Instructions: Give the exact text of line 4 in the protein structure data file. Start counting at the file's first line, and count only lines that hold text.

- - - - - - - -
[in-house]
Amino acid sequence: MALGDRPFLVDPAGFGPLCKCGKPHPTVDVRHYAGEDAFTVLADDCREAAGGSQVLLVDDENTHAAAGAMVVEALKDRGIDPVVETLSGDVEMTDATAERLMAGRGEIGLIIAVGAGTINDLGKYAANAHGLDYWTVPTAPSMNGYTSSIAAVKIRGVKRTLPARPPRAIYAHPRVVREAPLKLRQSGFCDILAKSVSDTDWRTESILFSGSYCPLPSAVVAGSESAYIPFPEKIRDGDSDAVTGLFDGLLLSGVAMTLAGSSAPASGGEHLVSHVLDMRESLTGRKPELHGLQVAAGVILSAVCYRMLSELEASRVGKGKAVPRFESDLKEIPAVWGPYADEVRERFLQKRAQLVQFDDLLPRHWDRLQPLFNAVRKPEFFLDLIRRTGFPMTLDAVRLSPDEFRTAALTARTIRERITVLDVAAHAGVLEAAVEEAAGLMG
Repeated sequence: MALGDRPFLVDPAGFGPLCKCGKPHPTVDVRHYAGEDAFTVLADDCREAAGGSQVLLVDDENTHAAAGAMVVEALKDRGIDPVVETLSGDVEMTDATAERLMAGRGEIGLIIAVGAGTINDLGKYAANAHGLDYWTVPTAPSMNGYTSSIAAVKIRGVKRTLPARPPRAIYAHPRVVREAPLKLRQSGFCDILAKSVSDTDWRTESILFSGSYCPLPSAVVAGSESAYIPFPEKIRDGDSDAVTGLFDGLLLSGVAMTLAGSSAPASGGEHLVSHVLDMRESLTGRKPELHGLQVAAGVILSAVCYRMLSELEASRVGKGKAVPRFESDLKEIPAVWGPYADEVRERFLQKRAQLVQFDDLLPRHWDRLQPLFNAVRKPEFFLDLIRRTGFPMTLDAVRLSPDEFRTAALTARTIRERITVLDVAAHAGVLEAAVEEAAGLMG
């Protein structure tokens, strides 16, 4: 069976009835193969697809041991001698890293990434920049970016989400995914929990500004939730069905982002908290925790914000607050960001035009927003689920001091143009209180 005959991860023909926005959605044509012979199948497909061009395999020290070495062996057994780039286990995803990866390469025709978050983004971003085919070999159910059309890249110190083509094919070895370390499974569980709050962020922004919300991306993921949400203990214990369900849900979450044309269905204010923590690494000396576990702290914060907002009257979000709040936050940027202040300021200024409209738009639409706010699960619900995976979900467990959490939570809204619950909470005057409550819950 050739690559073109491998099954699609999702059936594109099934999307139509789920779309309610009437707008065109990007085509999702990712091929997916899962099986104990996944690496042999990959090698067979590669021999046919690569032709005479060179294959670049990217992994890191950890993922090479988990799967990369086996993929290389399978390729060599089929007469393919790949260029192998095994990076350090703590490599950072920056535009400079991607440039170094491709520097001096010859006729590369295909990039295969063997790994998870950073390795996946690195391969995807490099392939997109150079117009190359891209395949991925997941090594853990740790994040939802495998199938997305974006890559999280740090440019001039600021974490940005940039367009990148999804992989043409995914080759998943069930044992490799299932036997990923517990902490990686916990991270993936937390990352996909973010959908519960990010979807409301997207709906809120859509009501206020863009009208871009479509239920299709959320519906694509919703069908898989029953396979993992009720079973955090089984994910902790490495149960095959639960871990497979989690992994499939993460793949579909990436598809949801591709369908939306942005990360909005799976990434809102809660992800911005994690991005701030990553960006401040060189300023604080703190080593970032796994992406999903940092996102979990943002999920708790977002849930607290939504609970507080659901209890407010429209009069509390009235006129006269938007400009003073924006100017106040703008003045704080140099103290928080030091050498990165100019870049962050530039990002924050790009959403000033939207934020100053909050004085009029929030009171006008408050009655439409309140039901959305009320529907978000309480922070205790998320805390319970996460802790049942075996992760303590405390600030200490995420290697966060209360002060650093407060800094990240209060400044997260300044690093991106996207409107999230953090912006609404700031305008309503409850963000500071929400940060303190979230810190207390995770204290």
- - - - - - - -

């Protein structure tokens, strides 16, 4: 069976009835193969697809041991001698890293990434920049970016989400995914929990500004939730069905982002908290925790914000607050960001035009927003689920001091143009209180 005959991860023909926005959605044509012979199948497909061009395999020290070495062996057994780039286990995803990866390469025709978050983004971003085919070999159910059309890249110190083509094919070895370390499974569980709050962020922004919300991306993921949400203990214990369900849900979450044309269905204010923590690494000396576990702290914060907002009257979000709040936050940027202040300021200024409209738009639409706010699960619900995976979900467990959490939570809204619950909470005057409550819950 050739690559073109491998099954699609999702059936594109099934999307139509789920779309309610009437707008065109990007085509999702990712091929997916899962099986104990996944690496042999990959090698067979590669021999046919690569032709005479060179294959670049990217992994890191950890993922090479988990799967990369086996993929290389399978390729060599089929007469393919790949260029192998095994990076350090703590490599950072920056535009400079991607440039170094491709520097001096010859006729590369295909990039295969063997790994998870950073390795996946690195391969995807490099392939997109150079117009190359891209395949991925997941090594853990740790994040939802495998199938997305974006890559999280740090440019001039600021974490940005940039367009990148999804992989043409995914080759998943069930044992490799299932036997990923517990902490990686916990991270993936937390990352996909973010959908519960990010979807409301997207709906809120859509009501206020863009009208871009479509239920299709959320519906694509919703069908898989029953396979993992009720079973955090089984994910902790490495149960095959639960871990497979989690992994499939993460793949579909990436598809949801591709369908939306942005990360909005799976990434809102809660992800911005994690991005701030990553960006401040060189300023604080703190080593970032796994992406999903940092996102979990943002999920708790977002849930607290939504609970507080659901209890407010429209009069509390009235006129006269938007400009003073924006100017106040703008003045704080140099103290928080030091050498990165100019870049962050530039990002924050790009959403000033939207934020100053909050004085009029929030009171006008408050009655439409309140039901959305009320529907978000309480922070205790998320805390319970996460802790049942075996992760303590405390600030200490995420290697966060209360002060650093407060800094990240209060400044997260300044690093991106996207409107999230953090912006609404700031305008309503409850963000500071929400940060303190979230810190207390995770204290």